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Parole Curiose Posted by on Apr 19, 2009 in Italian Language

One of the things that attracts a lot of people to the Italian language is its musicality. This is probably largely due to our rather ‘generous’ usage of vowels which enable scorrevolezza (fluency), well at least for us ‘natives’, students of Italian may disagree! Try this little scioglilingua (tongue twister) for example:

Sopra la panca la capra campa, sotto la panca la capra crepa

(Above the bench the goat lives, below the bench the goat dies)

Too easy? Try this one then.

Trentatre’ Trentini entrarono dentro Trento tutti e trentatre’ trotterellando

(Thirty three people from Trento entered into Trento all thirty three trotting along)

Hmmm, o.k. you’d better get yourself a refreshing glass of water, perhaps even have a lie down. Now if you’re feeling refreshed, and you’ve realigned your tongue are you ready for another challenge? Dai, proviamoci! (Come on, let’s try!)

Due to our ‘superfluity’ of vowels, the Italian language contains a number of ‘parole curiose’ (curious words). So here is your challenge in the form of a little quiz:

1. Which is the shortest word in the Italian language that contains all five vowels (aeiou)? You will find a clue at the end of my blog Un po’ di giardinaggio

2. Which Italian word has six i’s and no other vowels? (clue: prime numbers have this quality)

3. Which Italian word has the most o’s? (clue: politicians are very good at doing this whenever a proposal is made)

4. Name at least two Italian words that have five a’s. (clue: one of these is potentially explosive, another may require an exorcist, yet another will be useful if you’ve lost a dog)

5. Which word is considered to be the longest in Italian? (clue: it has 26 letters and it happens very quickly!)

6. Which is the longest Italian word with no repeating letters? (clue: you can find them at the circus, they have very good balance)

 

Click on Post a Comment below to post your answers, buona fortuna

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Comments:

  1. ann:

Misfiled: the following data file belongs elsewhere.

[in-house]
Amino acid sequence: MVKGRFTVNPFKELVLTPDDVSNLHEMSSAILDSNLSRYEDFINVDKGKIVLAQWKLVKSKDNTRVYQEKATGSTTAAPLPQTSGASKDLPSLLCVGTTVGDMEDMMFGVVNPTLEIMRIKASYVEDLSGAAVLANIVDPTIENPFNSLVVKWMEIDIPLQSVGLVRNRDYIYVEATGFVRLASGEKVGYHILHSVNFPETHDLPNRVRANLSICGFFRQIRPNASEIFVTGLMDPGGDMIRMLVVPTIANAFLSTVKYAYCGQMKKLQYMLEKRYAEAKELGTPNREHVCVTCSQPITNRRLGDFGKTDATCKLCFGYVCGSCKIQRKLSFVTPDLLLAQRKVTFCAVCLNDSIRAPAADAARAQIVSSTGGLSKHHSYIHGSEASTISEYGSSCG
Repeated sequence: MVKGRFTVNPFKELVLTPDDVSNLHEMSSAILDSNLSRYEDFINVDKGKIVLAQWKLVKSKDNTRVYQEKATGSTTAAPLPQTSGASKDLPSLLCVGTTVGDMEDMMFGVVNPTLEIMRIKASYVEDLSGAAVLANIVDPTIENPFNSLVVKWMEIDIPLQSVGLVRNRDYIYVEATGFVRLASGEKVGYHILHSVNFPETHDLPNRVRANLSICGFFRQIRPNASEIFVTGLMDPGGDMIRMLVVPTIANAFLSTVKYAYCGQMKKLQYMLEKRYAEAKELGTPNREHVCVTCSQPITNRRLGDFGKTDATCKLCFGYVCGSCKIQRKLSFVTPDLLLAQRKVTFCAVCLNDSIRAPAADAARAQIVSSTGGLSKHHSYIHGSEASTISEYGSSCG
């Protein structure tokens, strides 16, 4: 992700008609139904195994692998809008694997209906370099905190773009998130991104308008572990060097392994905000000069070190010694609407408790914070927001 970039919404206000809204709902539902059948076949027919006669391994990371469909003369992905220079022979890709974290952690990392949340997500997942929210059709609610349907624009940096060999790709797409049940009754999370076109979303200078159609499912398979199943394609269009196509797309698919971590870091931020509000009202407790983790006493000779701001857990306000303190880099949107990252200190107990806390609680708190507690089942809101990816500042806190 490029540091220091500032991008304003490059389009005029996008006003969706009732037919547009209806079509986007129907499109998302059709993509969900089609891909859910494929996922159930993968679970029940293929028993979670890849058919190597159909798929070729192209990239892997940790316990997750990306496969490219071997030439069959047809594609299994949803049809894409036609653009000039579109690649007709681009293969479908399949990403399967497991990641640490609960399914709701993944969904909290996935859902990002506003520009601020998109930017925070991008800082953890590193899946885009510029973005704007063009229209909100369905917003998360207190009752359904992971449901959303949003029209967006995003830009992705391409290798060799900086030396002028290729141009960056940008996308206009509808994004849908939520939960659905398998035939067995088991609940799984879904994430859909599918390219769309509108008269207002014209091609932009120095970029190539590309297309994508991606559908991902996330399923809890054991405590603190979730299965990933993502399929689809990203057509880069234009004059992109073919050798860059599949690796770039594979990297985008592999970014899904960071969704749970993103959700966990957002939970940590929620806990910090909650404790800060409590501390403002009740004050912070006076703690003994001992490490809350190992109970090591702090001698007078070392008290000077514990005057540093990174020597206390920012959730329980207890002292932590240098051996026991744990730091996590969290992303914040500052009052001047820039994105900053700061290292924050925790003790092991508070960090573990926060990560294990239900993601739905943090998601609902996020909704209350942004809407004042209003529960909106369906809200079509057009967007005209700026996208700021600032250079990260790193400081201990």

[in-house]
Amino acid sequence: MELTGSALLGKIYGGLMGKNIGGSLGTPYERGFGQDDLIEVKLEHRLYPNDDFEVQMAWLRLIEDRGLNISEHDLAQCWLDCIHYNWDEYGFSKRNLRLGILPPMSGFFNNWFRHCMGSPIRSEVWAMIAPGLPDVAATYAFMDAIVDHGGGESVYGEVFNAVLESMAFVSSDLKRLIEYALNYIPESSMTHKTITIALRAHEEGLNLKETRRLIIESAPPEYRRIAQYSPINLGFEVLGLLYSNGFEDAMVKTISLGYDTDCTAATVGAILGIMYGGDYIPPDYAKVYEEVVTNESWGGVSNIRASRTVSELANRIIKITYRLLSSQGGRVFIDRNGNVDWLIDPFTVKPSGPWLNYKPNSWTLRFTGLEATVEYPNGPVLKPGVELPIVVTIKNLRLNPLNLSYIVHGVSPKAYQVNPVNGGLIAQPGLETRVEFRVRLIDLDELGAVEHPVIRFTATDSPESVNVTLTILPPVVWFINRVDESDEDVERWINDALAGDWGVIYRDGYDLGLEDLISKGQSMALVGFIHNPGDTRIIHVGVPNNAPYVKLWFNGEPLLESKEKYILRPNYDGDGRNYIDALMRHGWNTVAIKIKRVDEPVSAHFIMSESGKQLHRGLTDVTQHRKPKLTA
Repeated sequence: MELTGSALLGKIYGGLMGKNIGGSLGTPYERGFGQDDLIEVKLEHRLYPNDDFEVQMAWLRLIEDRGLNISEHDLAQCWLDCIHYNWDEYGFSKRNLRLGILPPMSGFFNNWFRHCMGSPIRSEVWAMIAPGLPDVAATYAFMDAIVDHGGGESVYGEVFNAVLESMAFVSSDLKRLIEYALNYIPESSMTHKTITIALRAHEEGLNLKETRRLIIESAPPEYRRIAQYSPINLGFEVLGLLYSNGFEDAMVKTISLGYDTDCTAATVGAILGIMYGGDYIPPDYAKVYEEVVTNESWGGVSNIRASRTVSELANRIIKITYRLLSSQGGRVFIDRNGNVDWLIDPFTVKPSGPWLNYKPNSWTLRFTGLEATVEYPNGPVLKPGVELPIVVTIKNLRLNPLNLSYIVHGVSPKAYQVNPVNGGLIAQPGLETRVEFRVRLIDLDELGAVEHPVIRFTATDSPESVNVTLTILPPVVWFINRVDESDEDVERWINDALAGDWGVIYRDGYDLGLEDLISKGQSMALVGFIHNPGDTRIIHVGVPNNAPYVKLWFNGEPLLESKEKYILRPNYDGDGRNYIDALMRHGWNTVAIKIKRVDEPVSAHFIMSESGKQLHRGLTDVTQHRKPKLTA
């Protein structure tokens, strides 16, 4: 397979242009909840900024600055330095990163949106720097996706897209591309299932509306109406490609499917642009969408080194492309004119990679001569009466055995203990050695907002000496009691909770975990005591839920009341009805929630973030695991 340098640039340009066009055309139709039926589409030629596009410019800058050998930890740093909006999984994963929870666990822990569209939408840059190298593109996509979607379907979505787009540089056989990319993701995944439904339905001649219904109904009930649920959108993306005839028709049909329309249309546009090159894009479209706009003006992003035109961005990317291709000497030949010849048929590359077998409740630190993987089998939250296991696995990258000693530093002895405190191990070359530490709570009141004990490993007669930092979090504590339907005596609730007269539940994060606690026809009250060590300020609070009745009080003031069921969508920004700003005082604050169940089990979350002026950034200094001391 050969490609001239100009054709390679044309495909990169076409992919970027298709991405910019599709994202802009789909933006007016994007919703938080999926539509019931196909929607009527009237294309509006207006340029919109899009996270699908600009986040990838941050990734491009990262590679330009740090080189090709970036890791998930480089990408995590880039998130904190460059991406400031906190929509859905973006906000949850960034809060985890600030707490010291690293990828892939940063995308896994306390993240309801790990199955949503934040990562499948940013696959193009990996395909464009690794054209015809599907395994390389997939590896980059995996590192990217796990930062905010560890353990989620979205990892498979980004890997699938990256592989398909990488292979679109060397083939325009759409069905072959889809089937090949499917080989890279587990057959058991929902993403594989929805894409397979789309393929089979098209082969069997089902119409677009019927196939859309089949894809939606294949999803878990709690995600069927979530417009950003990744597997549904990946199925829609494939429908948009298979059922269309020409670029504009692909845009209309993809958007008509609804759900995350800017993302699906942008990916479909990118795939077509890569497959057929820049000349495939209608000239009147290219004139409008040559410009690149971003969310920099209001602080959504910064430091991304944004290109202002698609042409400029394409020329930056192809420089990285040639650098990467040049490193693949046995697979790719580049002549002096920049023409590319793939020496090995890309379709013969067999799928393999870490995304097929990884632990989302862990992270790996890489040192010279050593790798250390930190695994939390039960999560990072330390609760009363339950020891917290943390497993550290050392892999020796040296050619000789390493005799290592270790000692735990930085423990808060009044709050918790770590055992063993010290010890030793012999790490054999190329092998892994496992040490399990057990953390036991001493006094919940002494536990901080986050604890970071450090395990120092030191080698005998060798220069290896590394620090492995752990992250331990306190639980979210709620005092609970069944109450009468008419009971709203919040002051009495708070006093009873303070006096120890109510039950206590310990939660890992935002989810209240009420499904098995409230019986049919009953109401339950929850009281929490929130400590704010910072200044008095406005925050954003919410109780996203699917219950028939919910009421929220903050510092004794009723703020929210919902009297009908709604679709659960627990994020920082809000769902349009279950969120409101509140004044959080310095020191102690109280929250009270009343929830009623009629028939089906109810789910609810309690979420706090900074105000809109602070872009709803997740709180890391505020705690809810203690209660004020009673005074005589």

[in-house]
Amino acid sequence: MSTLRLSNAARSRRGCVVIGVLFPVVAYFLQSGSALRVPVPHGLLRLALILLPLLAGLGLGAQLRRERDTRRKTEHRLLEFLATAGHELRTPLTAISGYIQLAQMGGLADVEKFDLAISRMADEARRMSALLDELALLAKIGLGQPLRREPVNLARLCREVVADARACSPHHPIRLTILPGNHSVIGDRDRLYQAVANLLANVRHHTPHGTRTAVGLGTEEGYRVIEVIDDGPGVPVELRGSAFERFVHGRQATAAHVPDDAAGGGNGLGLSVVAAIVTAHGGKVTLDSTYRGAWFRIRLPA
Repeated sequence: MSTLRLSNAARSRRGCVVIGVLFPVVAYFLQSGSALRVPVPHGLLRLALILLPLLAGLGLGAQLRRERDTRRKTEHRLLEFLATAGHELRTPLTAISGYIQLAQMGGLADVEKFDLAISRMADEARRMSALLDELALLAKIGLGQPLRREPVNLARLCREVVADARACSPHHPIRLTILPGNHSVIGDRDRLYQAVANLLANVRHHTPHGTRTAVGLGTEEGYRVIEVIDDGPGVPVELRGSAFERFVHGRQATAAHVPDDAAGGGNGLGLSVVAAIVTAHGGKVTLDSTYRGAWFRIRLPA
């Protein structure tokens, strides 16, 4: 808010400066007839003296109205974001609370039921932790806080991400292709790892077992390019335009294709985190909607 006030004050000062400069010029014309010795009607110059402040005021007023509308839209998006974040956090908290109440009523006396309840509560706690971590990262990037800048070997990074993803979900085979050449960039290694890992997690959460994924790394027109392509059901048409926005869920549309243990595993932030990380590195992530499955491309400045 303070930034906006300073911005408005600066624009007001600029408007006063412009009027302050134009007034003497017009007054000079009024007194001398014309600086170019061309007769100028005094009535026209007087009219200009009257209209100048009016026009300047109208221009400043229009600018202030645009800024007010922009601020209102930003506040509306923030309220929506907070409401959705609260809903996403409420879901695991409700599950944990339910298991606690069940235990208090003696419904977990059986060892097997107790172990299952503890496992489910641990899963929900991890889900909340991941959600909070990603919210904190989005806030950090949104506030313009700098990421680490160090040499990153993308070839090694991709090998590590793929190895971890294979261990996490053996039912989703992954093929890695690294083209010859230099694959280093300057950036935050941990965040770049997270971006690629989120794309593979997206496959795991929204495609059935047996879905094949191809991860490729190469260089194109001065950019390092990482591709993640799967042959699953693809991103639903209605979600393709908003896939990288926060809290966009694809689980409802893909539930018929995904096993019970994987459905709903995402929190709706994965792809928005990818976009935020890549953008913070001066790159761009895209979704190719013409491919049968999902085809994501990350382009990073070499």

Hi Serena, It will be fun to see the answers to the quiz. Have you yet posted a blog about buona, bello, before and after the verb? Since your explanations are so clear, I’d love to hear it for these two words. Their endings seem not the same depending on their position before or after the noun they modify.?????????? Thanks

  2. Serena:

    Ciao Ann, So where are your answers to the quiz?
    Yes I have done a post about buono, bello etc., here is the link: https://blogs.transparent.com/italian/buono-o-bello/ I hope you will find it useful.

    A presto, Serena

  3. Judith Jenkinson:

    I love receiving your blog and find your grammer tips most helpful. Is there any way to know whether a past participle takes avere or essere without just learning them all? Ciao, Judy..

  4. Serena:

    Gentile Judith, I’m really pleased that you find my blogs helpful. Regarding the use of essere and avere with the past participle this is the blog you need to read: https://blogs.transparent.com/italian/transitive-and-intransitive-verbs/
    If it’s still not clear let me know and I’ll see what I can do to help because I know this is a tricky topic.

    Cordiali saluti, Serena

  5. Joanne:

    This is the only one that I got, still can’t pronounce it but was fascinated with the blog on gardens as my father was an avid gardener, taught by his immigrant father and mother who owned a green house and a truck farm.

    The word: aiuola

  6. natasha:

    This is pretty hard 🙂

    1. aiuola
    5. precipitevolissimevolmente

  7. JYMOOSSY:

    NON SE.
    HO BISOGNO DELLE PAROLE

  8. JYMOOSSY:

    GIA FATTO

  9. Bella:

    Allora, per quanto riguarda le parole che hanno 5 “a”…..abracadabra (e grazie al dizionario!) 🙂 eccole! :
    accalappiacani
    accalappiatura
    acchiappafarfalle
    ammainabandiera
    asparagiaia
    ciarlatanata
    malaparata
    santabarbara

  10. Cathy:

    1. aiuole, the plural of aiuola
    2. I thought it was indivisibile, but that only has 5!

    okay….my brain began to hurt and I cheated and used google to look up the answers…and I found this link:

    http://www.a-z-dictionaries.com/blog/a-collection-of-word-oddities-and-trivia-page-19/

    I loved this one!

  11. Ken:

    I do not know enough Italian to write this il la bella lingua; however, I want to thank you for writing your blogs. I particularly enjoy the blending of Italian with English, and the wealth of information that can be acquired only by speaking with a native. It’s much like having an Italian friend willing to share glimpses of life in Italy. My wife and I have visited Italy once and I want so much to return with language skills that will permit me to converse with those who live in San Bartolomeo in Galdo, the home of my grandparents. Grazie di nuovo.

  12. Serena:

    Well done everyone who has had a go at my quiz so far. Perhaps it was a bit harder than I thought, however all the answers can be found on the internet. They are not neccessarily useful words, but they show how much fun it can be learning a language which uses so many vowels!
    I will post all the answers very soon.

    A presto, Serena

  13. neima:

    thank you alot foryour help it really hep us to improove our level in italian
    as well as for those who don’t have the ability to travel easy
    so with your help we can easy have an idea about every country we are found of


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